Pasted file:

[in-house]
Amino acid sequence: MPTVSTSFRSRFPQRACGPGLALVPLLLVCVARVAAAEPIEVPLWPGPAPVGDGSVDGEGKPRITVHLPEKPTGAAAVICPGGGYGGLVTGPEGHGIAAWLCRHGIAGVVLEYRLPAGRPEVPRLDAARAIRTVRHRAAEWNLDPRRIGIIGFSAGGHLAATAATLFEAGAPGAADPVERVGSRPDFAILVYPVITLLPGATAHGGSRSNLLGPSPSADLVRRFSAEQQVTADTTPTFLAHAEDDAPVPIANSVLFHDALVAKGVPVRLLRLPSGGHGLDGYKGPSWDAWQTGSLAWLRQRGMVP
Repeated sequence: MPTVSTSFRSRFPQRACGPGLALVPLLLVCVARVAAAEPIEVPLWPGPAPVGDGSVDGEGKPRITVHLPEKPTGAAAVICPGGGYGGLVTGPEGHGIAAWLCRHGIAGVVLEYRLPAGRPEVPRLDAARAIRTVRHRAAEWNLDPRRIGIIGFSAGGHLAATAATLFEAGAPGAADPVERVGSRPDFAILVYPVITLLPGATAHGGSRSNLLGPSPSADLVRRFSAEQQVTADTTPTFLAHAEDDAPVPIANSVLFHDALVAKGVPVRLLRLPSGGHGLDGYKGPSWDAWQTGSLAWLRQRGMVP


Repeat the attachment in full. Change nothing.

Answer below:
[in-house]
Amino acid sequence: MPTVSTSFRSRFPQRACGPGLALVPLLLVCVARVAAAEPIEVPLWPGPAPVGDGSVDGEGKPRITVHLPEKPTGAAAVICPGGGYGGLVTGPEGHGIAAWLCRHGIAGVVLEYRLPAGRPEVPRLDAARAIRTVRHRAAEWNLDPRRIGIIGFSAGGHLAATAATLFEAGAPGAADPVERVGSRPDFAILVYPVITLLPGATAHGGSRSNLLGPSPSADLVRRFSAEQQVTADTTPTFLAHAEDDAPVPIANSVLFHDALVAKGVPVRLLRLPSGGHGLDGYKGPSWDAWQTGSLAWLRQRGMVP
Repeated sequence: MPTVSTSFRSRFPQRACGPGLALVPLLLVCVARVAAAEPIEVPLWPGPAPVGDGSVDGEGKPRITVHLPEKPTGAAAVICPGGGYGGLVTGPEGHGIAAWLCRHGIAGVVLEYRLPAGRPEVPRLDAARAIRTVRHRAAEWNLDPRRIGIIGFSAGGHLAATAATLFEAGAPGAADPVERVGSRPDFAILVYPVITLLPGATAHGGSRSNLLGPSPSADLVRRFSAEQQVTADTTPTFLAHAEDDAPVPIANSVLFHDALVAKGVPVRLLRLPSGGHGLDGYKGPSWDAWQTGSLAWLRQRGMVP